I’ve managed feature lists (requirements, stories, use cases, backlogs, etc.) all my career. I would track the rate at which the features were committed (e.g., features per week committed over the entire commitment period). This rate curve would tell me better than any powerpoint estimate I’d see when we would know enough about what we were trying to do to make a final commitment on when we could do it. When committing our features was not going fast enough, management would resort to off-site all-hands planning meetings and the like. I would show, somewhat humorously, how the commitment trend did not change even when we did these “surge” exercises to speed things up (but only if we allowed people to remain honest!). The trend told us how our current people + processes + tools were performing and when they would most likely be complete.
I’ve managed schedules all my career. The notion of looking at past schedules and seeing how long things took and what the trend was for getting to milestones (i.e., how long it took to achieve each milestone) was rarely employed. The biggest argument against using past schedules was that every project was different so how can we compare, trend or average them out? Besides, it was often the case that the last project was not a roaring success, so no one wanted to use its experience for planning the current project.
Did anyone know this because they had tried to use past performance? Nope. It was always a thought experiment (a theory) that was just “too obvious” to even confirm. Like my weight scale telling me I’m approaching overweight, knowing our recent past history and comparing our current performance to it (i.e., we are comparing our current trend to our historical trend) tells us how we are doing in a manner that is meaningful (at least more meaningful than “we are 90% complete!”).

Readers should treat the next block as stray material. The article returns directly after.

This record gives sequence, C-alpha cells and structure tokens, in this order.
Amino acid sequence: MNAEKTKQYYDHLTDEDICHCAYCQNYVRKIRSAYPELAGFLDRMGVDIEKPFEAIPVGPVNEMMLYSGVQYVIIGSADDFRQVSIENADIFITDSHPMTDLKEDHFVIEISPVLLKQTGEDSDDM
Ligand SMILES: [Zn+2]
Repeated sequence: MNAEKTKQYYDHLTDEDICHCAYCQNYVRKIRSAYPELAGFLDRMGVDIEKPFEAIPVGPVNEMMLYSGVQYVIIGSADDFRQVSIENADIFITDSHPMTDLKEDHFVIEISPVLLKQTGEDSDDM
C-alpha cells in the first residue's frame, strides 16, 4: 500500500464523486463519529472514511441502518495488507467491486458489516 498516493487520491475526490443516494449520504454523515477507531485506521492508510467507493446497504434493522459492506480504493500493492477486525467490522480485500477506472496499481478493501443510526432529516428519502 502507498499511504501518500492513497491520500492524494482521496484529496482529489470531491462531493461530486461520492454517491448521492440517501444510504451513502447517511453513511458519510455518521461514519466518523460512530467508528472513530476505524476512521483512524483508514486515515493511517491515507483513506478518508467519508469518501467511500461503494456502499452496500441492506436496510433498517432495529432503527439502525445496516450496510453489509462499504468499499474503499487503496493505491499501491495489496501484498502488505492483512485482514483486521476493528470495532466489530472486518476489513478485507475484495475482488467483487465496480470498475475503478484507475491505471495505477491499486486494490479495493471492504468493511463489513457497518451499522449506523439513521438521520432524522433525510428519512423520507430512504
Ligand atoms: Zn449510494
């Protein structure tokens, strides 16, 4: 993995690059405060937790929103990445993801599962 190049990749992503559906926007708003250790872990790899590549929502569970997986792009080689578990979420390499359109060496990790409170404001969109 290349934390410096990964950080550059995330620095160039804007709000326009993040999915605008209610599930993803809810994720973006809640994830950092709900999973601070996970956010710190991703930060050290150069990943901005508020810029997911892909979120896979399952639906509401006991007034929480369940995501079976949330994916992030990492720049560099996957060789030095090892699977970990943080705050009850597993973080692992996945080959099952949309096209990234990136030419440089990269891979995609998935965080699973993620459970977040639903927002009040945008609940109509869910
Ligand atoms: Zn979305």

See more on Are We Managing Or Are We Theorizing?
In all these cases, using a single metric (e.g., defect backlog count, feature commitment percentage, schedule completion percentage) didn’t provide us information to actively manage the project (unless it was so bad that it was obvious). We got a number and as long as nothing “looked wrong about it” we just happily reported those numbers and then moved on to discuss today’s current issues. Don’t get me wrong, we always had possibly dozens of charts required by some standard, management or quality initiative that purported to tell us all sorts of relevant info, but they never seemed to be used to make decisions or even discussed in any depth.
As with my medical examination results, I never knew how I was really doing on my projects until I looked at the trends. Until I saw our trend and compared it to past known projects (or medical or industrial or military standards), I was managing without any real knowledge. Knowing the trends and knowing how the trends looked on past projects was profound insight that helped us rocket stalled projects and under-performing organizations to on time with good quality results.
What metrics do you use that might be more useful if you could see the longer term and past trends?